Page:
What I object to is a large repertoire of “off-the-shelf” and “boiler-plate” derogatory criticisms, many unfair or based on partial truths, credible only given a pre-disposition for bias against Islam. Some are centuries old and probably developed by organizations to try and stem the huge tide of conversions to Islam. Frankly, I am not really concerned about criticism or even insults by the West, (probably due to the feeling of superiority to which they refer) except for one thing. In today’s world, when aggression against Muslims is rampant and widespread, such old antagonisms nurtured and sustained, help create a bedrock of hostility (often subconscious) or at least distaste for Islam. Such hostility can be so old and well-entrenched that it unconsciously becomes a part of the West’s Weltanschauung. This in turn enables powerful leadership and special-interest groups in the West to promote aggressive and violent intrusions in the Muslim World, with their otherwise generally fair-minded populations pre-disposed to see such aggression in the context of good (them) versus evil (us). The covert and sometimes overt purpose of such aggression over the last century and a half has almost always been material gain. It had to be given a respectable cover.

I'm sorry but I can't take this good versus evil dichotomy very seriously. Both are such ephemeral qualities in the human condition. It wasn't so long ago that slavery was accepted as a normal social class in society. Good and evil are interchangeable and I think the problem in theological debates is that people tend to get stuck on the semantics of this divining rod called Human Nature. It's a circular argument that is condemned to infinite regress.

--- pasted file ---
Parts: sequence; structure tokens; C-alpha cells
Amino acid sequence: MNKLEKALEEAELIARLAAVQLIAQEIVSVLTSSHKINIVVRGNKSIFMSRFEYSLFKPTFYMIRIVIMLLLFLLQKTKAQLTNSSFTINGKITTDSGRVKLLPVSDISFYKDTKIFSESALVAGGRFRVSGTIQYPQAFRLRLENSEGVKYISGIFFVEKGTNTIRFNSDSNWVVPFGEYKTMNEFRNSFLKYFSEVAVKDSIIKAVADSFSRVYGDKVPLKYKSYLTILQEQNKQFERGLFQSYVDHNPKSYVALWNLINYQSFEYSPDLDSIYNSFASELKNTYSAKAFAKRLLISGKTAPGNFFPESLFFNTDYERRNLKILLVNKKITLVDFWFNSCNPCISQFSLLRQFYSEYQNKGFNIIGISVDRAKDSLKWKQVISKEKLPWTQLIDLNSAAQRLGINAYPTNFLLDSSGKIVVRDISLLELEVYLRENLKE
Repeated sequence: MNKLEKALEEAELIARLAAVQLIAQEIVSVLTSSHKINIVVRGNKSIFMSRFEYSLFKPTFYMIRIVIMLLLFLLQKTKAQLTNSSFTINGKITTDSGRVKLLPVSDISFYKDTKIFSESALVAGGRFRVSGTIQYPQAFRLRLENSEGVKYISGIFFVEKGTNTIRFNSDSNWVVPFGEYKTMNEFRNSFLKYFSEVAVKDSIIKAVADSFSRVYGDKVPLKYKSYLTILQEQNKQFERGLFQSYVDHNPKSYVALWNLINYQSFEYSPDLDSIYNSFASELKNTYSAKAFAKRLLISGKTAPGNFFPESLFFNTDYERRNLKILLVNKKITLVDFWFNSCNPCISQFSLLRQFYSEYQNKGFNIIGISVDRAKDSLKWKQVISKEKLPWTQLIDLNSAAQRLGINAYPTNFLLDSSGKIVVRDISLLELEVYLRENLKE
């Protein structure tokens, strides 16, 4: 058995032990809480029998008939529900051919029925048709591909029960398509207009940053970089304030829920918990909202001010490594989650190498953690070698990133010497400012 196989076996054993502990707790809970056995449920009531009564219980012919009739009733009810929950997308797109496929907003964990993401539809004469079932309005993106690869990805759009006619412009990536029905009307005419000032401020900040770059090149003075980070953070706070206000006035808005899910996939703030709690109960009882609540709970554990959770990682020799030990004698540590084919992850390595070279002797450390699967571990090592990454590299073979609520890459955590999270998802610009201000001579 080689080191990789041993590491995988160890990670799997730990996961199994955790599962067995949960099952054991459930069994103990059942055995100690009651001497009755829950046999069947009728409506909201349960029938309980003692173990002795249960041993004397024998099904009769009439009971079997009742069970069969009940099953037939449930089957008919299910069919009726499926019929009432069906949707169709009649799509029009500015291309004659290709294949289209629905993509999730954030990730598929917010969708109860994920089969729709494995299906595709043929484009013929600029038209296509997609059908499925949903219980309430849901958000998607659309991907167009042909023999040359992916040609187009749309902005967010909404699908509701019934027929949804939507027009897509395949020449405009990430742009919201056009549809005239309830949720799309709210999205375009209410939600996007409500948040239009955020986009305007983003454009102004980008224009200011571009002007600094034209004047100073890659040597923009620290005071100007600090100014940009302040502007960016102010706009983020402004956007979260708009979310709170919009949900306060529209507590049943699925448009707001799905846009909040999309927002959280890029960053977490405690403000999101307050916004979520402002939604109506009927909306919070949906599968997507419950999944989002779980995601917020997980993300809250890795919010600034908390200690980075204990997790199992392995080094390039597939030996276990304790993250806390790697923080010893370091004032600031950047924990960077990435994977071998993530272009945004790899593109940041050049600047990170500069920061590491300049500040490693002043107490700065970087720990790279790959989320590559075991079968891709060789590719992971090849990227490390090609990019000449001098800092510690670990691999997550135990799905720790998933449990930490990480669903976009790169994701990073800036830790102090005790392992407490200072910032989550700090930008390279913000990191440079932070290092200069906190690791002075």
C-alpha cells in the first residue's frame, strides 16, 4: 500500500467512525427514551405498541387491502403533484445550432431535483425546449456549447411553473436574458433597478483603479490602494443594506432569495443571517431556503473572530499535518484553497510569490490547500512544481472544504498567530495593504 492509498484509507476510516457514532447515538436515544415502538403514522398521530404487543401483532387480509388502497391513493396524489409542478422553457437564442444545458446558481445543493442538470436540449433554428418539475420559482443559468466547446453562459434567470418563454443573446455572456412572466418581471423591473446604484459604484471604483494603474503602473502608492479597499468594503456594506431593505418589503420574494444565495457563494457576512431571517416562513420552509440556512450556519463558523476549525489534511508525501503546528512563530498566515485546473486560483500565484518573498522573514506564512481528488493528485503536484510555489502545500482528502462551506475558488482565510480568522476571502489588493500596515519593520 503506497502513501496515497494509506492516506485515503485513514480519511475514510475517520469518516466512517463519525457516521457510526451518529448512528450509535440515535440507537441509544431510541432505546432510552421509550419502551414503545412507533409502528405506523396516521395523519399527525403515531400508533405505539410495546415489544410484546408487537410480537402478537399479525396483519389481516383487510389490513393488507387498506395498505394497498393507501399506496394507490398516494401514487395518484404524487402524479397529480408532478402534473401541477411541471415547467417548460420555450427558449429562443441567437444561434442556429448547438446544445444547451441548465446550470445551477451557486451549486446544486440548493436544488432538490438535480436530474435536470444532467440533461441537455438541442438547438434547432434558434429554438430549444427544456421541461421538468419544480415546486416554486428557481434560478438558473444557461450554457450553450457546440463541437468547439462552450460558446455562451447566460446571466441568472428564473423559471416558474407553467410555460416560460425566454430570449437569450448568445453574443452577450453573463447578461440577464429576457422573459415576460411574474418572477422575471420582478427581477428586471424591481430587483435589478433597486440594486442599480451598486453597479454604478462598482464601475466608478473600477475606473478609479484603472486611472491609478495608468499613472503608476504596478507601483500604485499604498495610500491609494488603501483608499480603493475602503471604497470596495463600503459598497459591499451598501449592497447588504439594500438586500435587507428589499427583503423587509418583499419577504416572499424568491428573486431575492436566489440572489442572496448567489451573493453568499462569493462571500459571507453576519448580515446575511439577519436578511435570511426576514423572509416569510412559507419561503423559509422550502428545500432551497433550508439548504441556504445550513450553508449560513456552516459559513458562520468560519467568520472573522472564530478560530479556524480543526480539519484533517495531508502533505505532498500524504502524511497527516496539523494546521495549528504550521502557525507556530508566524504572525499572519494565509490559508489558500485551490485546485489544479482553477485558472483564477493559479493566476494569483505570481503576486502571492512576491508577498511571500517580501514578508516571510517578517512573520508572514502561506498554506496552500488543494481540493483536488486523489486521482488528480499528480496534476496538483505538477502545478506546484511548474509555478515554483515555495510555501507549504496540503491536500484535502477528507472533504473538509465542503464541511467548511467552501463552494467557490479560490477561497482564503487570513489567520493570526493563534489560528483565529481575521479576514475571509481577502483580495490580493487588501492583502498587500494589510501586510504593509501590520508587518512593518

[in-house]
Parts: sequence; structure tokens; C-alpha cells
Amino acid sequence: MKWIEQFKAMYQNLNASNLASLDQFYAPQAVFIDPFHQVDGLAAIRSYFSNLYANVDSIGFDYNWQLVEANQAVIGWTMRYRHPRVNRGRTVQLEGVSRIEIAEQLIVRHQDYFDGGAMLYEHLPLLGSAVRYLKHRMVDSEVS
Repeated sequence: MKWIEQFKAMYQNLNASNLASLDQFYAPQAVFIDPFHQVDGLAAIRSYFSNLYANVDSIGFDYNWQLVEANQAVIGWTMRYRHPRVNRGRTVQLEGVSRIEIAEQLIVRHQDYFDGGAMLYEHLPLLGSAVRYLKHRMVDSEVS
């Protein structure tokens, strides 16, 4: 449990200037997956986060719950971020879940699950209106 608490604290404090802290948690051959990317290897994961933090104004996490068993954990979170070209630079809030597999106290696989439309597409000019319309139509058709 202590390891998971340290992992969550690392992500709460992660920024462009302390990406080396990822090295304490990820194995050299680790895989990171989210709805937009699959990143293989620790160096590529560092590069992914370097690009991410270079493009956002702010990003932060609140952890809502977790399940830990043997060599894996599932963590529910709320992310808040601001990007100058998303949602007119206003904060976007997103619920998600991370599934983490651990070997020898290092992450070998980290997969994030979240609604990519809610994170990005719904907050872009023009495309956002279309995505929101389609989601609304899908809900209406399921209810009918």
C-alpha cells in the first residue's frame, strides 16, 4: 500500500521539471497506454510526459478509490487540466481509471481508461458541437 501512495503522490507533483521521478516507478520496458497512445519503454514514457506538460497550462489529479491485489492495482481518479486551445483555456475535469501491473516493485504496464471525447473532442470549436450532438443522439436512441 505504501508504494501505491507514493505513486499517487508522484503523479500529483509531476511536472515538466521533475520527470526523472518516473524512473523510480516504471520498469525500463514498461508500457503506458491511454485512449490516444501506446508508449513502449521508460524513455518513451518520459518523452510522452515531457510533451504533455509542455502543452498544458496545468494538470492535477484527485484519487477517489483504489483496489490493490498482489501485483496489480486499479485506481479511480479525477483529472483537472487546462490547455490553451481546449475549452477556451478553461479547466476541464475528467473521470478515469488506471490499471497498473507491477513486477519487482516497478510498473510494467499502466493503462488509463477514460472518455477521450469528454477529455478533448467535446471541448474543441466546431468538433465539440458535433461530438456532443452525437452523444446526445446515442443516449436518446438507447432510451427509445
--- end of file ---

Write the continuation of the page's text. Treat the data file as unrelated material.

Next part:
Repeating the same argument over and over again, debunking the same misconceptions repeatedly in a seemingly endless cycle of redundancy. I often wish people would just take the time to get their facts straight before unleashing their pent up frustrations.

It was a British soldier who sailed all the way from England (and more recently America) and shot my people. It was not a Muslim soldier who sailed to England (or wherever you are located) and attacked you. The Muslim sword has been ineffective against tanks and helicopter gunships. Thus for 150 years your people have invaded my people, killed them and plundered their lands with considerable success and negligeable casualties. Yet you are taught that you are good and I am bad. That is part and parcel of the aggression against us. That is why boiler-plate criticism is valuable to Western designs.

I agree that too many "Ulama", interpreting the Qur'an in the context of power and not the context of peace, have turned Islam into exactly the kind of rigid, intolerant religion you fear. But you're only looking at the surface. I don’t pretend to be an expert on Islamic theology and jurisprudence but I do have extensive experience in Islamic societies and your judgments simply do not coincide with the totality of my experience. You quote a long list of Muslim scholars who have used Hadith and the Qur'an to justify what would in the modern ethos be considered atrocities. But you ignore the equally substantive records of scholars who have read things very differently. Why? As for Muhammad's 'colonial and supremacist ambitions', I would be interested in seeing the sources which gave one this impression. I assume it's based on the myth that Islam was spread by the sword, but many modern Islamic scholars, including Karen Armstrong, have debunked this misconception.

With such blatant disregard for the truth and distortion of facts it is little wonder the 'moderate, enlightened' Muslims you seek to talk with have no time for you.


posted on Mar, 4 2017 @ 05:01 AM
"A culture can only be judged from within itself"

I am not sure how's that this concept should be explained to the Europeans.